Scheduling problems were blamed for the decision by the president’s spokesperson, who would not be drawn on speculation in America that the homophobic attitude of organisers was a key factor in her move.
Acceptance of the invitation to lead the 2011 parade – the 250th anniversary of the event – would almost certainly have drawn criticism from gay equality campaigners.
Parade organisers, the Ancient Order of Hibernians, have excluded gay and lesbian organisations from the parade for the past 20 years.
The event has provided an annual headache for many politicians, with liberal ones like Hillary Clinton opting for a compromise where-by she would attend the all-inclusive St Patrick’s parade in Queens on the weekend before March 17, and then march in the main Fifth Avenue parade later in the week when she was senator for New York.
It is believed Ms McAleese would not have been able to stay in New York long enough to attend both parades.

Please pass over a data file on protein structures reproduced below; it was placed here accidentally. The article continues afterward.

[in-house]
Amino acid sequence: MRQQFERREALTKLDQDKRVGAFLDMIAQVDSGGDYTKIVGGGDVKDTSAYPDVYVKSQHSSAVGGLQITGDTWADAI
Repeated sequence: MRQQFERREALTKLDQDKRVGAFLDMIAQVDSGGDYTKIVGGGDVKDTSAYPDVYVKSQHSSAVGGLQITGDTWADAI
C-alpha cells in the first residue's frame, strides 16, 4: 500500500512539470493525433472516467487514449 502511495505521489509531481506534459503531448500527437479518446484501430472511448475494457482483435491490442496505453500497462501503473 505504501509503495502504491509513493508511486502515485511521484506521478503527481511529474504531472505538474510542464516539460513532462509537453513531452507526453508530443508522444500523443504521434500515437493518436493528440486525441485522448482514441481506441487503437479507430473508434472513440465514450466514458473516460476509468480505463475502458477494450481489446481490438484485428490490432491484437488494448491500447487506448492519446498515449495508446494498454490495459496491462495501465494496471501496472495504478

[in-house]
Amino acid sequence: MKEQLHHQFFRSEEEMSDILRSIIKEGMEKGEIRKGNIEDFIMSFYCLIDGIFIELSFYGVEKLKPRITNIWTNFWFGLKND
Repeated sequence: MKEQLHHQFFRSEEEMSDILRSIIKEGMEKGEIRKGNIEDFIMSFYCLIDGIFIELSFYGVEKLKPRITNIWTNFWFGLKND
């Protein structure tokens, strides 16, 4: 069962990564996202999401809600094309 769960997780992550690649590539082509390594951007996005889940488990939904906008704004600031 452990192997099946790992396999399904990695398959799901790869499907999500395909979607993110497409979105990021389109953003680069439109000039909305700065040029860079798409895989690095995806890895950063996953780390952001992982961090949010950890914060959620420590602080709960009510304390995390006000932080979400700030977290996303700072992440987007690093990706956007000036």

Dublin Gay Pride chairperson Oisín O’Reilly welcomed the president’s decision.
“The exclusion of any groups from celebrating our national holiday abroad is deeply discriminatory and rooted in close mindedness; this is deeply un-Irish and something that we cannot allow to happen in the name of an event that is about celebrating Ireland’s rich cultural heritage, of which the LGBT community are a corner stone here in Ireland. We are delighted that President McAleese has turned down the invitation to act as Grand Marshall next year,” he said.
However, diary issues were highlighted by the president’s spokesperson.
“President McAleese attended the New York St Patrick’s Day parade in 2002 and was honoured to be considered as grand marshall for 2011. Unfortunately, due to scheduling constraints in a very busy final year in office, it is not possible for the President to travel to New York next March. The president has conveyed to the organisers her deep appreciation for the invitation, as well as her very best wishes for the success of the parade in this significant anniversary year,” the spokesperson said.
New York Archbishop Timothy Dolan of New York is now being considered a likely replacement.